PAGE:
Two former Drug Enforcement Administration employees convicted

The Federal Headlines is a daily compilation of the stories you hear discussed on the Federal Drive.

  • Two former employees of the Drug Enforcement Administration are convicted of lying to the government during their top secret clearance application process. The Daily Caller reports. David Polos and Glen Glover neglected to disclose their ownership of a strip club. Both were found guilty of making false statements and face at least 10 years in prison. (The Daily Caller)
  • The IRS will have to tighten its belt next year if House lawmakers have their way. An early draft of the fiscal 2017 spending bill cuts the agency’s budget by more than $200 million, and is $1 billion lower than what the agency wants from Congress. A House Appropriations subcommittee said the cut directs funding to taxpayer services, however, agency officials say if the IRS doesn’t receive full funding, customer service and cybersecurity will suffer. (Federal News Radio)
  • The U.S. Digital Service will grow to 200 employees by the end of 2017, according to its administrator Mikey Dickerson. The Government Accountability Office said customer satisfaction for USDS and the General Services Administration’s 18F has been high, two-thirds of the agencies who responded are very satisfied with the Digital Service’s work. About 60 percent of customers said the same of 18F. (Federal News Radio)
  • The National Institute of Standards and Technology says it’s developing a “minor” update of its Cybersecurity Framework. The update will be based on feedback from its users which asked NIST to lay out how the process of framework maintenance will work and how stakeholders will need to work together. It also wants to help organizations with cybersecurity risk management. The update is set to be published in early 2017. (National Institute of Standards and Technology)
  • The Office of Management and Budget quietly put some policy muscle behind the latest initiative to create an identity management and access control solution for the citizen to government interaction. Federal chief information officer Tony Scott sent a memo to agency CIOs last month highlighting milestones and plans for the General Services Administration’s 18F’s new Login.gov effort. Federal News Radio obtained a copy of the memo, which hasn’t been publicly released. The memo details 18 milestones between now and Oct. 31 for GSA, OMB, NIST and other agencies. (Federal News Radio)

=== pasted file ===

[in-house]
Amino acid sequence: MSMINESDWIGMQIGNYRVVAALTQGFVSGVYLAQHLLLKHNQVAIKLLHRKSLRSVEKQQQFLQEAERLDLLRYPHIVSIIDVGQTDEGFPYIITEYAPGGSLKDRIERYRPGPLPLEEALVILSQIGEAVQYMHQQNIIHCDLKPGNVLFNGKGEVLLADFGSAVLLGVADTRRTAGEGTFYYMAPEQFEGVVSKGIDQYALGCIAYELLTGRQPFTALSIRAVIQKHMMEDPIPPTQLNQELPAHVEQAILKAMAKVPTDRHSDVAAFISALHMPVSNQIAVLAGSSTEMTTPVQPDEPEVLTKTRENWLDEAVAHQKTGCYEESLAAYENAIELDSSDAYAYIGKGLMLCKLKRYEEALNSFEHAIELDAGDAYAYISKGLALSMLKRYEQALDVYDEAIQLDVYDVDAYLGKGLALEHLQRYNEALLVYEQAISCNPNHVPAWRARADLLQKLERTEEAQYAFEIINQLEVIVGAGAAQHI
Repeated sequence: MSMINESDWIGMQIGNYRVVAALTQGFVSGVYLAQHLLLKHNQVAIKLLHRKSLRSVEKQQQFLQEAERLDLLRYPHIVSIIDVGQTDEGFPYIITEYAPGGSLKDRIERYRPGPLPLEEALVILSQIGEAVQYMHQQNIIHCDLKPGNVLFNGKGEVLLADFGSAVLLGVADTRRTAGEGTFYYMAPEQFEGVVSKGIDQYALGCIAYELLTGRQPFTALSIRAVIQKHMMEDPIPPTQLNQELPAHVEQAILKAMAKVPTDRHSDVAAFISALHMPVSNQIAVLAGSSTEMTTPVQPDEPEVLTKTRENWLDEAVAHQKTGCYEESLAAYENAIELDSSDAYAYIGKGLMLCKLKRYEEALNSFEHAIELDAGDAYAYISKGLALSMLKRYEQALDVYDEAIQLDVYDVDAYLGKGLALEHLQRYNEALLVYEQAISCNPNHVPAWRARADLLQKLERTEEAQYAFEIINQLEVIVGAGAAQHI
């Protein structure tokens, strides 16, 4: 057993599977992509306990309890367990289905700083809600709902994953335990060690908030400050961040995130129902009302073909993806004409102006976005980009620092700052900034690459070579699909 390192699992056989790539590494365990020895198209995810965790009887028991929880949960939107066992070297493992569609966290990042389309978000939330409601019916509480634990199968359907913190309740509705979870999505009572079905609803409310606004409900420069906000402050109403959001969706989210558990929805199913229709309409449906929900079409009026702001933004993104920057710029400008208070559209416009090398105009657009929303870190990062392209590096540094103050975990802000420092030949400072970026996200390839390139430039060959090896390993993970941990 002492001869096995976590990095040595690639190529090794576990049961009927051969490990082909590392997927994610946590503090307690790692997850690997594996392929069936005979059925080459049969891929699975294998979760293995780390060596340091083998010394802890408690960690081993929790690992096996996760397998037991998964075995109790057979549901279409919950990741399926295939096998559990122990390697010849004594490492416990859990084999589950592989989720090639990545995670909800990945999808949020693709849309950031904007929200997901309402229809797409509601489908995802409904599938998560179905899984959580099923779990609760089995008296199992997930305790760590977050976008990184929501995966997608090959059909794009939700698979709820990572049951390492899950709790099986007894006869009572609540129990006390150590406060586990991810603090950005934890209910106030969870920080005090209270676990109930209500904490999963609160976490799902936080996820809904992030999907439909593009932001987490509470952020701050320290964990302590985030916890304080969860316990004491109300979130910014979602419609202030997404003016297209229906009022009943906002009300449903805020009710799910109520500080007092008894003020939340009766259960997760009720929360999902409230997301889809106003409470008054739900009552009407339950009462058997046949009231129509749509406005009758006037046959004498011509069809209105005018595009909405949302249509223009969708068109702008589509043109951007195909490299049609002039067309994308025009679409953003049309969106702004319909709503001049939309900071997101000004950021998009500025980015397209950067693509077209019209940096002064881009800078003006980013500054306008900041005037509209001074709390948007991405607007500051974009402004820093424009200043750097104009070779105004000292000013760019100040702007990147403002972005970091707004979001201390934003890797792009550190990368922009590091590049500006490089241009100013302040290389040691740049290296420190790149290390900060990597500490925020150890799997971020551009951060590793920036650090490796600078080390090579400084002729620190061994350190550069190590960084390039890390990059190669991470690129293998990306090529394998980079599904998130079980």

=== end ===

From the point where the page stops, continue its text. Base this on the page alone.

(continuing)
• Defense Secretary Ash Carter adds three new members to the Defense Innovation Advisory Board. Joining are Reid Hoffman, founder of LinkedIn. Bill McRaven, former U.S. Special Operations commander, and Walter Isaacson, CEO of the Aspen Institute. The board will meet this summer and have its first recommendations for Carter in the fall. (Federal News Radio)
  • The IT system that handles almost all of the military’s travel arrangements is the next target for DoD’s digital “SWAT team.” By traditional government measures of IT performance, the Defense Travel System is not in trouble. These days, most DTS projects are meeting their cost and schedule targets, but Chris Lynch, the director of the new digital service, says it’s still a pain point for most defense employees who have to use it for official travel. Consequently, it’s one of the first projects his team is tackling. As a replacement, he says they’re working on a cloud-based software as a service offering, in collaboration with the DTS team. (Federal News Radio)
  • The Defense Department asks its Defense Business Board to come up with a series of policy papers on the presidential transition. The goal is to give private sector advice to senior executives in the department on management transitions. Deputy Defense Secretary Bob work is in charge of the transition. He’s looking to preserve the legacy of Defense Secretary Ash Carter’s third offset strategy into the next administration.  (Federal News Radio)
  • The legislative branch takes a big step to ensure its own continuity of funding. The House approved its own 2017 appropriations. House and joint operations would be nearly $3.5 billion, not including Senate-only expenses, an increase of $73 million over this year. The bill includes a boost for the Library of Congress,  the Architect of the Capitol, and the Capitol Police. The Government Publishing Office would be level funded. Members would have a pay freeze. (House Appropriations Committee

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